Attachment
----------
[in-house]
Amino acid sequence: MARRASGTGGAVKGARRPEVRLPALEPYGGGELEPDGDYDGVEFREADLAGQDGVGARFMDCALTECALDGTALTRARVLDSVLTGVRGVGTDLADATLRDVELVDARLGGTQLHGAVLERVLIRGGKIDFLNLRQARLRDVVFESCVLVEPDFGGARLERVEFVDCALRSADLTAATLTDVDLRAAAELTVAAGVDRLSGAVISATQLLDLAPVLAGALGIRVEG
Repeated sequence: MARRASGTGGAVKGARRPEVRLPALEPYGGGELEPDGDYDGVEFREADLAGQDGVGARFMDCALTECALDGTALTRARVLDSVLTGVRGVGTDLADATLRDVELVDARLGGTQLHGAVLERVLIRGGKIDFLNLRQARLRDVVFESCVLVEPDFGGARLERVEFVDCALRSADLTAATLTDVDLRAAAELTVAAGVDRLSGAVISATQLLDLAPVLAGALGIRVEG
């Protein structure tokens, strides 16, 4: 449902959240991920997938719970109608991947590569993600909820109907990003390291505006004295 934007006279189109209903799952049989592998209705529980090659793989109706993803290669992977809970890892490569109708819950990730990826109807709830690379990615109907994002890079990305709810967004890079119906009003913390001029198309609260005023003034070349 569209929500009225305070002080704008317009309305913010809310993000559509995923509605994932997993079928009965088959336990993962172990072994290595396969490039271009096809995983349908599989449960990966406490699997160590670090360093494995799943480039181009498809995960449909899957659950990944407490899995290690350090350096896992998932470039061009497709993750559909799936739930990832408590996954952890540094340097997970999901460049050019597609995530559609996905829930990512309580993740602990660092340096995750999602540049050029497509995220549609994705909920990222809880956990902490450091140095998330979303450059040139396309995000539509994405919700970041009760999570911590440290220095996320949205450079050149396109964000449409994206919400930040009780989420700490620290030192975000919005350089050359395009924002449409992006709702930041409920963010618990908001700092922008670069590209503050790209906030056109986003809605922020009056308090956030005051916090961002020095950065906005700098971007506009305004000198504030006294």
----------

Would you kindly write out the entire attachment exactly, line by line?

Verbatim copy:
[in-house]
Amino acid sequence: MARRASGTGGAVKGARRPEVRLPALEPYGGGELEPDGDYDGVEFREADLAGQDGVGARFMDCALTECALDGTALTRARVLDSVLTGVRGVGTDLADATLRDVELVDARLGGTQLHGAVLERVLIRGGKIDFLNLRQARLRDVVFESCVLVEPDFGGARLERVEFVDCALRSADLTAATLTDVDLRAAAELTVAAGVDRLSGAVISATQLLDLAPVLAGALGIRVEG
Repeated sequence: MARRASGTGGAVKGARRPEVRLPALEPYGGGELEPDGDYDGVEFREADLAGQDGVGARFMDCALTECALDGTALTRARVLDSVLTGVRGVGTDLADATLRDVELVDARLGGTQLHGAVLERVLIRGGKIDFLNLRQARLRDVVFESCVLVEPDFGGARLERVEFVDCALRSADLTAATLTDVDLRAAAELTVAAGVDRLSGAVISATQLLDLAPVLAGALGIRVEG
């Protein structure tokens, strides 16, 4: 449902959240991920997938719970109608991947590569993600909820109907990003390291505006004295 934007006279189109209903799952049989592998209705529980090659793989109706993803290669992977809970890892490569109708819950990730990826109807709830690379990615109907994002890079990305709810967004890079119906009003913390001029198309609260005023003034070349 569209929500009225305070002080704008317009309305913010809310993000559509995923509605994932997993079928009965088959336990993962172990072994290595396969490039271009096809995983349908599989449960990966406490699997160590670090360093494995799943480039181009498809995960449909899957659950990944407490899995290690350090350096896992998932470039061009497709993750559909799936739930990832408590996954952890540094340097997970999901460049050019597609995530559609996905829930990512309580993740602990660092340096995750999602540049050029497509995220549609994705909920990222809880956990902490450091140095998330979303450059040139396309995000539509994405919700970041009760999570911590440290220095996320949205450079050149396109964000449409994206919400930040009780989420700490620290030192975000919005350089050359395009924002449409992006709702930041409920963010618990908001700092922008670069590209503050790209906030056109986003809605922020009056308090956030005051916090961002020095950065906005700098971007506009305004000198504030006294």